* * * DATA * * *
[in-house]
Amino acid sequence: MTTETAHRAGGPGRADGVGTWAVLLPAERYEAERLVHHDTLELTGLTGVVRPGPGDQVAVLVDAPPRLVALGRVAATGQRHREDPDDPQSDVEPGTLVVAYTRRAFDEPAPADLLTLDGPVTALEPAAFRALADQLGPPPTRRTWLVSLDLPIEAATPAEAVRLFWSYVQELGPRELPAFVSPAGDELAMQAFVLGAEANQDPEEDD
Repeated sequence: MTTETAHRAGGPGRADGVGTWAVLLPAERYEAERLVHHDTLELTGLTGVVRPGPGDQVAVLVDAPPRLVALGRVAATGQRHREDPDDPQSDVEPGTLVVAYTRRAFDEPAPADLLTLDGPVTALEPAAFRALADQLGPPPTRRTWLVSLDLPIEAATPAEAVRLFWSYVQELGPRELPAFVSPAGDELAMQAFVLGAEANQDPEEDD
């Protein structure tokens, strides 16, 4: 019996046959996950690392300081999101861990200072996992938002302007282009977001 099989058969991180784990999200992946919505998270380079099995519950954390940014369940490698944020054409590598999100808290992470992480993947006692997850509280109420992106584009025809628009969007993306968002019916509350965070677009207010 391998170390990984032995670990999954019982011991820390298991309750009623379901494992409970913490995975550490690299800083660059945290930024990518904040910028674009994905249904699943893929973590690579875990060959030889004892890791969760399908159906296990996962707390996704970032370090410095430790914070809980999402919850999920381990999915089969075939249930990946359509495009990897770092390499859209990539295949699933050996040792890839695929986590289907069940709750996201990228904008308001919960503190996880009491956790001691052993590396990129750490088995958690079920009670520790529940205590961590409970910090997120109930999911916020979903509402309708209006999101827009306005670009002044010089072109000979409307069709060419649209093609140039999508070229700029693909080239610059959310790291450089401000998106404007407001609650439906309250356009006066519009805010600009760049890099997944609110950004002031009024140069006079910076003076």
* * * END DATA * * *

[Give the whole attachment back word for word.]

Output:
[in-house]
Amino acid sequence: MTTETAHRAGGPGRADGVGTWAVLLPAERYEAERLVHHDTLELTGLTGVVRPGPGDQVAVLVDAPPRLVALGRVAATGQRHREDPDDPQSDVEPGTLVVAYTRRAFDEPAPADLLTLDGPVTALEPAAFRALADQLGPPPTRRTWLVSLDLPIEAATPAEAVRLFWSYVQELGPRELPAFVSPAGDELAMQAFVLGAEANQDPEEDD
Repeated sequence: MTTETAHRAGGPGRADGVGTWAVLLPAERYEAERLVHHDTLELTGLTGVVRPGPGDQVAVLVDAPPRLVALGRVAATGQRHREDPDDPQSDVEPGTLVVAYTRRAFDEPAPADLLTLDGPVTALEPAAFRALADQLGPPPTRRTWLVSLDLPIEAATPAEAVRLFWSYVQELGPRELPAFVSPAGDELAMQAFVLGAEANQDPEEDD
């Protein structure tokens, strides 16, 4: 019996046959996950690392300081999101861990200072996992938002302007282009977001 099989058969991180784990999200992946919505998270380079099995519950954390940014369940490698944020054409590598999100808290992470992480993947006692997850509280109420992106584009025809628009969007993306968002019916509350965070677009207010 391998170390990984032995670990999954019982011991820390298991309750009623379901494992409970913490995975550490690299800083660059945290930024990518904040910028674009994905249904699943893929973590690579875990060959030889004892890791969760399908159906296990996962707390996704970032370090410095430790914070809980999402919850999920381990999915089969075939249930990946359509495009990897770092390499859209990539295949699933050996040792890839695929986590289907069940709750996201990228904008308001919960503190996880009491956790001691052993590396990129750490088995958690079920009670520790529940205590961590409970910090997120109930999911916020979903509402309708209006999101827009306005670009002044010089072109000979409307069709060419649209093609140039999508070229700029693909080239610059959310790291450089401000998106404007407001609650439906309250356009006066519009805010600009760049890099997944609110950004002031009024140069006079910076003076």